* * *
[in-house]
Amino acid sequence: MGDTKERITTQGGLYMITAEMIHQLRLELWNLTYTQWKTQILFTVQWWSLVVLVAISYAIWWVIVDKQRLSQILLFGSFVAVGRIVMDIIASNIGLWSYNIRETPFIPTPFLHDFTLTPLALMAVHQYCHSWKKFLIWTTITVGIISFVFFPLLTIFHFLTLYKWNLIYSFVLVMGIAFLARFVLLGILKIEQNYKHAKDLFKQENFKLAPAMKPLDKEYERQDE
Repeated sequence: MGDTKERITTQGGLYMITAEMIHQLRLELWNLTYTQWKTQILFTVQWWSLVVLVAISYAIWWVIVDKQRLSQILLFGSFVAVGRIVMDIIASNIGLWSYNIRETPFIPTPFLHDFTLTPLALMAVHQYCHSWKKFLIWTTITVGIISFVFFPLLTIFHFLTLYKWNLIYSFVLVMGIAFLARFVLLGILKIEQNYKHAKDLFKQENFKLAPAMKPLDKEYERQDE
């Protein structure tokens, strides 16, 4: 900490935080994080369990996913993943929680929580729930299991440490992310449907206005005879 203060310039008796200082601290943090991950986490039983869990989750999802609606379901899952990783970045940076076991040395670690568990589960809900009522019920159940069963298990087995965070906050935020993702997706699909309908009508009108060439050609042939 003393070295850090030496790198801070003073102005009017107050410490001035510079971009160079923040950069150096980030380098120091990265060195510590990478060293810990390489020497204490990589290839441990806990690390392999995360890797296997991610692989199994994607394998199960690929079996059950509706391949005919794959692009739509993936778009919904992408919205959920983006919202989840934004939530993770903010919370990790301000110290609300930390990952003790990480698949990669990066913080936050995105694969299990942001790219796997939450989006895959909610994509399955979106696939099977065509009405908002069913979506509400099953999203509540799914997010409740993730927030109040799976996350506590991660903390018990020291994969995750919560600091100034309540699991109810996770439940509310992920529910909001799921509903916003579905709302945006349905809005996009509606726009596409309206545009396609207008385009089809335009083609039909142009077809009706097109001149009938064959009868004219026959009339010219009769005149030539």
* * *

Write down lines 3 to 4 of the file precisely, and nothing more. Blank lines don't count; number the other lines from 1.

Repeated sequence: MGDTKERITTQGGLYMITAEMIHQLRLELWNLTYTQWKTQILFTVQWWSLVVLVAISYAIWWVIVDKQRLSQILLFGSFVAVGRIVMDIIASNIGLWSYNIRETPFIPTPFLHDFTLTPLALMAVHQYCHSWKKFLIWTTITVGIISFVFFPLLTIFHFLTLYKWNLIYSFVLVMGIAFLARFVLLGILKIEQNYKHAKDLFKQENFKLAPAMKPLDKEYERQDE
């Protein structure tokens, strides 16, 4: 900490935080994080369990996913993943929680929580729930299991440490992310449907206005005879 203060310039008796200082601290943090991950986490039983869990989750999802609606379901899952990783970045940076076991040395670690568990589960809900009522019920159940069963298990087995965070906050935020993702997706699909309908009508009108060439050609042939 003393070295850090030496790198801070003073102005009017107050410490001035510079971009160079923040950069150096980030380098120091990265060195510590990478060293810990390489020497204490990589290839441990806990690390392999995360890797296997991610692989199994994607394998199960690929079996059950509706391949005919794959692009739509993936778009919904992408919205959920983006919202989840934004939530993770903010919370990790301000110290609300930390990952003790990480698949990669990066913080936050995105694969299990942001790219796997939450989006895959909610994509399955979106696939099977065509009405908002069913979506509400099953999203509540799914997010409740993730927030109040799976996350506590991660903390018990020291994969995750919560600091100034309540699991109810996770439940509310992920529910909001799921509903916003579905709302945006349905809005996009509606726009596409309206545009396609207008385009089809335009083609039909142009077809009706097109001149009938064959009868004219026959009339010219009769005149030539």